I'm also going to make a beer for my wife - a basil ale. To that end I picked up 3 of the Rogue beers - their chocolate stout, their nut brown ale, and their chipotle ale - the last being the most helpful when attempting to add an odd ingredient. I'm not sure if I'm going to make and IPA or a regular ale, but I'm interested to find out.

Sunday, May 30, 2010

Gumballhead Clone Bottling

I bottled the Gumballhead clone tonight - it had an SG of 1.012. I had to use granulated sugar instead of dextrose (corn sugar), so I will have a slightly more cider-y flavor when this is carbonated than usual.

The Belgian-style tripel is overly sweet, and tastes like it needs another few months, but time is working against me here, and I am attempting to purge bottles in favor of getting a corny keg. Hopefully that works well and occurs soon.         

Friday, May 21, 2010

Hard Lemonade Procedure

Tonight, we dance! And make hard lemonade.

Going off this recipe, we made several modifications to fully utilize our 1-gallon carboys.

We purchased 5 cans of frozen generic brand lemonade concentrate, 2 cans of pink lemonade, 2 cans of limeade, and 1 can of pomegranite raspberry. The recipe called for 2 pounds of sugar, plus or minus to taste, so we added 3. We heated about a gallon and a half of water, and dissolved all the sugar in there, poured it into a 5 gallon carboy, and added enough water to make 5 gallons. At that point the SG was 1.032. Before adding more sugar, we added the DME, which clumped and was a pain to mix in.

We ended up skimming all the clumps off the top and heating them in some wort to help dissolve it. Once that was fully mixed in, the SG was 1.042. We then took the individual cans of frozen concentrate and began putting them in the carboy to spread out the surface area and help warm them up faster.

1 - Blueberry pomegranite lemonade - SG - 1.080 (the really dark one)
2 - Lemonade - SG - 1.082 (has writing 'B Lock' on it)
3 - Lemonade 2 - SG - 1.080 (has letter 'C' on neck)
4 - Limeade - SG - 1.076 (has letter 'A' on neck)
5 - Pink Lemonade - SG - 1.082 (the pink one)

As part of the control, I will be taking 2 home and putting them in my basement - hopefully a more stable, and lower temperature than what Chicago has in for us in the next few days. The other 3 will reside in Nova's closet.

Thursday, May 20, 2010

Beer Review

I've never tried this before, but my brother in law got a box (a literal box full) of 50c beers, and decided to get 2 of everything and share some with me. I'm going to carpe the diem and attempt my own reviews of these beers. There were 4 total:

Sierra Nevada Pale Ale

I rated each on head, color, body, finish, aroma, and overall, trying to describe the taste of the beer with less emphasis on what I did or did not like.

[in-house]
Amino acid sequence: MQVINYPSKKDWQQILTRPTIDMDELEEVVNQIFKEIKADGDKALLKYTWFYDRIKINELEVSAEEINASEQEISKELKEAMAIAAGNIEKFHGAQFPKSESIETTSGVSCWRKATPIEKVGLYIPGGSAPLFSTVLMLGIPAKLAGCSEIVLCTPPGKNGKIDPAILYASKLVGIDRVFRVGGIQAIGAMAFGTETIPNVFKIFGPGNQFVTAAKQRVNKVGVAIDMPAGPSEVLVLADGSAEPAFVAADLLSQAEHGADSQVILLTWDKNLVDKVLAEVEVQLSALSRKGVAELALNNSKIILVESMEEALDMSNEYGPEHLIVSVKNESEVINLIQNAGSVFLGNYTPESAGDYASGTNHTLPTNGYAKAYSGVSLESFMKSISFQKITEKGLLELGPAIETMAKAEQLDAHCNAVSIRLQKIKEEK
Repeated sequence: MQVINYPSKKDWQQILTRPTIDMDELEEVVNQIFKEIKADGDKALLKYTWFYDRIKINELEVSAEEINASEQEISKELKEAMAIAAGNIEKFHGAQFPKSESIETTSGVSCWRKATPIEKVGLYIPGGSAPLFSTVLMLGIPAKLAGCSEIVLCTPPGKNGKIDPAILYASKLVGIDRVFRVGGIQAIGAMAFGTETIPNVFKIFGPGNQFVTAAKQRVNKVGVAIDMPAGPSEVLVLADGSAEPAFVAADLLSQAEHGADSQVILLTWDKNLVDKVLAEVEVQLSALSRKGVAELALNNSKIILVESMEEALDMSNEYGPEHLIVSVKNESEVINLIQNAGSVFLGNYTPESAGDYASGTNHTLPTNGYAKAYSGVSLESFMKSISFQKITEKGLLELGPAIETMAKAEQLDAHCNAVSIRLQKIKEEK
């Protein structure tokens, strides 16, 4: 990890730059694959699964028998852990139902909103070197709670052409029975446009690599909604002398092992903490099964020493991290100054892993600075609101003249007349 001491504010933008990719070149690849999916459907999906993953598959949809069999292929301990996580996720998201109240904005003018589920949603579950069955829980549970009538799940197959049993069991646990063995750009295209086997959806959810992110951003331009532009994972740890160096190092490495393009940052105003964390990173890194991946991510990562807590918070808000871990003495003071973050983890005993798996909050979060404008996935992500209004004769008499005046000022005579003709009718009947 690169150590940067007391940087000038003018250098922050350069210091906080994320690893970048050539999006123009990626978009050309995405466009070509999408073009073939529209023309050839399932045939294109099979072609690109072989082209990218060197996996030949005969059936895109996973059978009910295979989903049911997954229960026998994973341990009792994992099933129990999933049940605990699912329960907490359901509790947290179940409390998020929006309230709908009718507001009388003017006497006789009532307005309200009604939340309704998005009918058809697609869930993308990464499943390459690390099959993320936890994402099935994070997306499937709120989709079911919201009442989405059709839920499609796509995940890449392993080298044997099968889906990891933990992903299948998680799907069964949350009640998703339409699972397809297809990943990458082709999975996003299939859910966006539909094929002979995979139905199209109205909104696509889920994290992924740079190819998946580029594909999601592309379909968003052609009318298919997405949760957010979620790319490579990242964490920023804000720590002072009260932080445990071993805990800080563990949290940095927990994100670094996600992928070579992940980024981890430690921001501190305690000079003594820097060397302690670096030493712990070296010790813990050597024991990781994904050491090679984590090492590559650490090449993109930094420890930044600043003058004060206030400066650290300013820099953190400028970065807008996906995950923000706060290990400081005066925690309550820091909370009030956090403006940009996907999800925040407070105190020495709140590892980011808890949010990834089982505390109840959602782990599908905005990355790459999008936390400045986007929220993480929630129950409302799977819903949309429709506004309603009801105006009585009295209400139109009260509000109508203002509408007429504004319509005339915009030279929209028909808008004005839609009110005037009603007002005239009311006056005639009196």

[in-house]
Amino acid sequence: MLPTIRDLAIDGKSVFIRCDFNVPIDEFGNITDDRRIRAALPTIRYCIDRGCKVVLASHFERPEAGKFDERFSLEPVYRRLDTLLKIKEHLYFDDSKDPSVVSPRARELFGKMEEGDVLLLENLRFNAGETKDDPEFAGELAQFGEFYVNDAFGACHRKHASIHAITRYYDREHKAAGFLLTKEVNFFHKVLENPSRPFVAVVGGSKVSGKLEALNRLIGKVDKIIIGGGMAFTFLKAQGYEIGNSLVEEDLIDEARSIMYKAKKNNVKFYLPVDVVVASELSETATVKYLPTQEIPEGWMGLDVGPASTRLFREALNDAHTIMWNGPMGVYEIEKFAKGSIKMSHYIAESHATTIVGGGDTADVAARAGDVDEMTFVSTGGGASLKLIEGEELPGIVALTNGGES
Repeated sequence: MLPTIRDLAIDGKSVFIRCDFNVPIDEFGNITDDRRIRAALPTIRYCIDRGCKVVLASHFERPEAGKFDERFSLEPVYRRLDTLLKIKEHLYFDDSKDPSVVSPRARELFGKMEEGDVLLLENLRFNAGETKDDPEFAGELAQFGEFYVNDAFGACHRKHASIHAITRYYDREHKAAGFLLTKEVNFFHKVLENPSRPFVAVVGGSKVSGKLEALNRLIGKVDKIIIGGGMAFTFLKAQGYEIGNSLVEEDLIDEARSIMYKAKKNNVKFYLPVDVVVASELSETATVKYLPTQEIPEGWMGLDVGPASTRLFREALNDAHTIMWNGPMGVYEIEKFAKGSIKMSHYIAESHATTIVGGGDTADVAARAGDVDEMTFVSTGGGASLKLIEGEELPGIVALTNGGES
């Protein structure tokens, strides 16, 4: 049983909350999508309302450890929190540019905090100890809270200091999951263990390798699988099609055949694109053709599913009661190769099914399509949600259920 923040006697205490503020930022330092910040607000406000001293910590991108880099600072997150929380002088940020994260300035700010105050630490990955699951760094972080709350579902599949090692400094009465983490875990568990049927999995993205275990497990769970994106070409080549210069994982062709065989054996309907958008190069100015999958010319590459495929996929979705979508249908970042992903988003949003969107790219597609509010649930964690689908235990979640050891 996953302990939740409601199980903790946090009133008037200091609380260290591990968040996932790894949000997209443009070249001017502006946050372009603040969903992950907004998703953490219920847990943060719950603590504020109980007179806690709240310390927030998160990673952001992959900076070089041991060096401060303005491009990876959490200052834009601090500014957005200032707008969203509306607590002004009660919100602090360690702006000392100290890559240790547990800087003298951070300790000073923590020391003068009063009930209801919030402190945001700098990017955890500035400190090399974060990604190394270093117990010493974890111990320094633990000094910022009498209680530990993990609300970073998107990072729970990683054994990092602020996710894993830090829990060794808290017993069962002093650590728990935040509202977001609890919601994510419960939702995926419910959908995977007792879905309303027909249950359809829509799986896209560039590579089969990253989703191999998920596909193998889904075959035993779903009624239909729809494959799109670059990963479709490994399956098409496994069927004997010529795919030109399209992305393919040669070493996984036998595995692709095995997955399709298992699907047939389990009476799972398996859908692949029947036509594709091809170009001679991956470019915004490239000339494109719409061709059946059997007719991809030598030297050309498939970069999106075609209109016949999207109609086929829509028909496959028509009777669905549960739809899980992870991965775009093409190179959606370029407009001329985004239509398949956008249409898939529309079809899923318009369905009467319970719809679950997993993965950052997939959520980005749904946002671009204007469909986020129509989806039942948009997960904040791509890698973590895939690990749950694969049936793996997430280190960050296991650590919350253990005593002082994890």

Sierra Nevada Pale Ale
This was frothy and quick, a very light and pale head that well mirrors the flavor of the beer.

It's a bit orange-y and freaking creepy that the Fringe cutscenes show fetuses (fetii?) in APPLES

Oh, right, it's a cloudy orangish, probably from the bottle conditioning

The body is full, but moves very quickly from hoppy to  fruity - though I'm wondering if I've had enough at this point that I meant that the other way around as hops are usually an aftertaste. Anyway, I do remember the flavory, and I believe it's fruity to hoppy, though I'll try another SNPA later and post. Either way it's almost a scent the first flavor is gone so quickly.

The finish is bitter and biting but still smooth.

The aroma is very faint, but just smells like a generic IPA.

This is where I stop trying to be impartial. As I'm not a huge fan of IPAs, I can't say too much about it - I would certainly drink it over Bud or Miller. Better than Magic Hat's Beet-juice summertime, but I'd almost rather drink a Heineken. Almost. 6.5

Sunday, May 16, 2010

Family Time (Bottled and Brewed)

Belgian-style Tripel Update
I took a final specific gravity reading and the tripel ended up at 1.020 - so the OG was a little low (the kit said it should be between 1.083 and 1.086. The alternate tripel recipe I have has an OG of 1.080 - 1.084, and an FG of 1.016 and 1.022, so it's right in between that, which is comforting.

I'm concerned about the two 80 degree weather days we had in the last month, and I hope they don't turn the taste. As its getting into summer, I'm going to move everything down to the storage unit after brewing. This will keep temperature down and stable, especially in the hot summer months.

The tripel spent 9 days in the primary ,and then another 25 days in a secondary before bottling, and the bottles are going to end up down in the storage unit as well to age.